zSpace STEM Lab
zSpace uses 3D, haptic enabled technology to allow students the opportunity to explore science concepts. This technology is transforming and accelerating STEM education, creating a ‘real world virtual reality created for education.’ Focusing on learning by doing, the zSpace STEM Lab comes with a suite of science software and curriculum resources that offer learning experiences across grade levels through the sciences and STEM topics. The stylus is designed with 6 degrees of freedom and uses all of your senses in a way that feels natural.
We are investigating perceptions of virtual presence and the affordances of the zSpace system for learning science.
Virtual presence describes a users’ perception of a virtual reality (VR) environment (VRE), specifically, of their involvement (sense of control within a virtual environment with minimal distractions) and immersion (multi-input sensory engagement providing apparent realism of objects and interactions). In education, virtual presence is a significant construct as highly immersive VREs have been linked to users reporting memorable and exciting teaching experiences. Prior research has described that adults and children report different levels of presence when subjected to identical VREs, suggesting cognition may play some role in users’ perceptions of presence. According to Piaget, concrete operational development is a watershed moment when adolescents develop the ability to understand abstract concepts and make assessments what is and is not reality. This period in cognitive development may influence children’s and adolescents’ perceptions of presence. This is an exploratory study of seventy-five 6th-grade and seventy-six 9th-grade students who participated in an instructional module about cardiac anatomy and physiology using a 3-D, haptic-enabled, VR technology. When surveyed on their perceptions of virtual presence, there were no reported differences between grade levels. When assessed using a Piagetian inventory of cognitive development, the analyses indicated that the sixth-grade students’ understanding of spatial rotation and angular geometry was positively correlated with the reported perceived control and negatively correlated with distraction. This study suggests that the spatial acuity of younger learners plays an important role when using VR technologies for science learning. This research raises questions about the relevance of users’ cognitive development when using emergent VR technologies in the K–12 science classroom.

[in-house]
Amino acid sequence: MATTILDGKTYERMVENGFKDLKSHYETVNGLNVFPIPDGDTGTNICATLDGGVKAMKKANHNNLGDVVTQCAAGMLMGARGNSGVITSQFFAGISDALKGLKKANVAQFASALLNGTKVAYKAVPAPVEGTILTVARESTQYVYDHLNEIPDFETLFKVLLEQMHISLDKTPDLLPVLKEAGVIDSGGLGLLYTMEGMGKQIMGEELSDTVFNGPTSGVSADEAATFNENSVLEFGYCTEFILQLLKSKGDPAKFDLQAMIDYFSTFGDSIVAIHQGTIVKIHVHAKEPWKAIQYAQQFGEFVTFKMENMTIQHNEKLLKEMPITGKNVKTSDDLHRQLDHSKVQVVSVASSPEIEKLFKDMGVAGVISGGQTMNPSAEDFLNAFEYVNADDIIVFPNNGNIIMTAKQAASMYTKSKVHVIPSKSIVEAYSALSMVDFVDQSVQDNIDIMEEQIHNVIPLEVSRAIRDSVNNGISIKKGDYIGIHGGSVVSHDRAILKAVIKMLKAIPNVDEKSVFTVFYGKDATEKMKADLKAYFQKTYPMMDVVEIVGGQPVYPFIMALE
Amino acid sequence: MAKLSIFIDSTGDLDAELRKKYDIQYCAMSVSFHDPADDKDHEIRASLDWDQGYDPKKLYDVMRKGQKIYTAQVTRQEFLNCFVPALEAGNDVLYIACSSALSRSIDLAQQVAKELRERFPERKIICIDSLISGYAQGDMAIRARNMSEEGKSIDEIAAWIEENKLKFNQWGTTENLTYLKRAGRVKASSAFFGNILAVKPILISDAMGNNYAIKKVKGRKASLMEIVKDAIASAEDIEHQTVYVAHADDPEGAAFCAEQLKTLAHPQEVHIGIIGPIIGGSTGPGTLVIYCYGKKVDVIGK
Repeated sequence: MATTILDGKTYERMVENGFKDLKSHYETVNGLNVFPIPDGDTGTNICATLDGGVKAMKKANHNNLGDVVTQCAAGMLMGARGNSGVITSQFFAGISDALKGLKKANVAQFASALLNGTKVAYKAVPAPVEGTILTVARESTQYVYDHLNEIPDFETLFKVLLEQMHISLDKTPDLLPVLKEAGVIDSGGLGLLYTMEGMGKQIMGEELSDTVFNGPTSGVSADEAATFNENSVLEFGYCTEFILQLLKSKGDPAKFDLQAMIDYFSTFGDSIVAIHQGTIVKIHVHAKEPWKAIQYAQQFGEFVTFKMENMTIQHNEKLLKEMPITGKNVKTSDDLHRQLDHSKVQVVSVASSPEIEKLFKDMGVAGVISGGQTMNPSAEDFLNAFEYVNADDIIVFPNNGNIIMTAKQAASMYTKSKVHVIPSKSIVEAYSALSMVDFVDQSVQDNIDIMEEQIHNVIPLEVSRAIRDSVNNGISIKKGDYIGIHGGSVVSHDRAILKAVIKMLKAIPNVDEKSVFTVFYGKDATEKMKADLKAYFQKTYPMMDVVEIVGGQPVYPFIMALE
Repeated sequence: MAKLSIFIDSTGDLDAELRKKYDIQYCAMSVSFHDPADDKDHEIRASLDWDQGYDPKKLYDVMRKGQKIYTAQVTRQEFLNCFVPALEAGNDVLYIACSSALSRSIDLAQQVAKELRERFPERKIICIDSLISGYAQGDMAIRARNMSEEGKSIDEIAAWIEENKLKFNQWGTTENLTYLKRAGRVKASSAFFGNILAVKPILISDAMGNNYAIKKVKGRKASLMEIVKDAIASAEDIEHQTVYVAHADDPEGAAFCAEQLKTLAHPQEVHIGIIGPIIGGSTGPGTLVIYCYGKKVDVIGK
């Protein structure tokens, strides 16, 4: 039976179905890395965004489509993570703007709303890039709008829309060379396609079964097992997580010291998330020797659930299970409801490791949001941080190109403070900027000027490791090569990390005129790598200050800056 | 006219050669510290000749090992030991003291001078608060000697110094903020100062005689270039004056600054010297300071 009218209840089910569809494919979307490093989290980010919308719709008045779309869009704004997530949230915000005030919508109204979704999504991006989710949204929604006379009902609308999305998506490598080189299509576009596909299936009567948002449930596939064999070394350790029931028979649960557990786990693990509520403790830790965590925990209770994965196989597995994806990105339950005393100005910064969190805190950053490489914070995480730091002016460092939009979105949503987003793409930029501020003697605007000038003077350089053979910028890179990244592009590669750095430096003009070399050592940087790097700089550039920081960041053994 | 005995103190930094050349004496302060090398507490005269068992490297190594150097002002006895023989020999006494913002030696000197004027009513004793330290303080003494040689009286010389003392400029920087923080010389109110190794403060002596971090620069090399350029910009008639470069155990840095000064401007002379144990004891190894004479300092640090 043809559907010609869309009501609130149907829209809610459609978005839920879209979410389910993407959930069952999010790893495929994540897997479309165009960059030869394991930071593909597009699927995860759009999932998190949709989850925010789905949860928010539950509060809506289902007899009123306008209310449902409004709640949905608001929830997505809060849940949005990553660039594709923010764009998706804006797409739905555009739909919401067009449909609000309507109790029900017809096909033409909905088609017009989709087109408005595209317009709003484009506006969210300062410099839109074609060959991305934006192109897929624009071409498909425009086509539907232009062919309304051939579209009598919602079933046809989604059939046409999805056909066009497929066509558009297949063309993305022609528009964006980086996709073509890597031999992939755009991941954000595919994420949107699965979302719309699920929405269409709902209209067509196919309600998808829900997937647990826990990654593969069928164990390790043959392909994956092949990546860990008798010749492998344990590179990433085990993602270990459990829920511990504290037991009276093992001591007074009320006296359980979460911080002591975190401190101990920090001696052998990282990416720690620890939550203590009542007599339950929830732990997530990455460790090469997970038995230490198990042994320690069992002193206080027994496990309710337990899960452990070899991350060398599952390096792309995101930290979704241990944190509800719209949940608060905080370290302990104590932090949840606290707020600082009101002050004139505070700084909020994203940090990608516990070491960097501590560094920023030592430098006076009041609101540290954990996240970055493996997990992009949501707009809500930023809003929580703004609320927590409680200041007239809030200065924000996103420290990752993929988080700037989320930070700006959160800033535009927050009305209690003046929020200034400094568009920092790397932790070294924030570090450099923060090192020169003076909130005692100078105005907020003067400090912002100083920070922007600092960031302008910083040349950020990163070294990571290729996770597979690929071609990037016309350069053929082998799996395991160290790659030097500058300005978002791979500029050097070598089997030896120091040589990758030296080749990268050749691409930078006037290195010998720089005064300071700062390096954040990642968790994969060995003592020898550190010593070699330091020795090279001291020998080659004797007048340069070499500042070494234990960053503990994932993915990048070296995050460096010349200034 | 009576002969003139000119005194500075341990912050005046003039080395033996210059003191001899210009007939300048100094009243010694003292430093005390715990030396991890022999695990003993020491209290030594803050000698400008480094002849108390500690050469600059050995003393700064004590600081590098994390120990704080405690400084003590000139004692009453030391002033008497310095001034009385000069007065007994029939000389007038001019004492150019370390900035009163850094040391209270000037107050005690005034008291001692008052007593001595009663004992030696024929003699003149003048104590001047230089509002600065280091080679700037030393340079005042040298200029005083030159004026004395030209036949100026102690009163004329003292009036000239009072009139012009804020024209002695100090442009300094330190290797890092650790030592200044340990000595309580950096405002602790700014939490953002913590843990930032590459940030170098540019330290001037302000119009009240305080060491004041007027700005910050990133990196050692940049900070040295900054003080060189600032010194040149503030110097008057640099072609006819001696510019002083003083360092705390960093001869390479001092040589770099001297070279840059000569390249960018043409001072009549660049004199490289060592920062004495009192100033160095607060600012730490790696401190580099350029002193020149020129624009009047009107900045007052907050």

Combined three-dimensional, haptic-enabled, virtual reality (3D HE VR) systems allow students to actively engage and explore various science concepts by leveraging user-friendly and immersive interfaces. Successful implementation of these learning tools in science classrooms hinges upon teachers’ perceptions of the technology’s potential as a viable pedagogical tool. Prior studies using the Technology Acceptance (TA) Model (TAM) suggest pre-service teachers have greater TA compared to in-service teachers. This study sought to explore how 3D HE VR designed to diminish Ease of Use (EOU) issues, influenced TA (through reported preferences) between pre-service and in-service science teachers. Five pre-service and five in-service teachers reported Perceived Utility (PU) and EOU upon using a 3D HE VR system (zSpace®) to learn science concepts. Quantitative data were collected from pre- and post-test content assessments. Qualitative data were collected and transcribed from field notes and interviews. Both teacher groups evidenced learning gains and reported EOU using zSpace®. However, preference for the technology compared to traditional methods varied between teacher groups. Sampled pre-service teachers held a significant preference for hands-on activities for instruction whereas in-service teachers reported greater TA, citing its potential to increase student interest in science and opportunity for personalized learning. This research suggests that when perceived EOU is mitigated, PU may more readily mediate TA among in-service teachers as they can envision the use of 3D HE VR technology use in teaching practices. Further exploration is needed to leverage in-service teachers’ classroom experience to implement novel forms of technology into their science instruction.
Dr Emily Martha Cayton
Dr Megan Elizabeth Ennes
Pamela Marler Huff
Emma Jane Refvem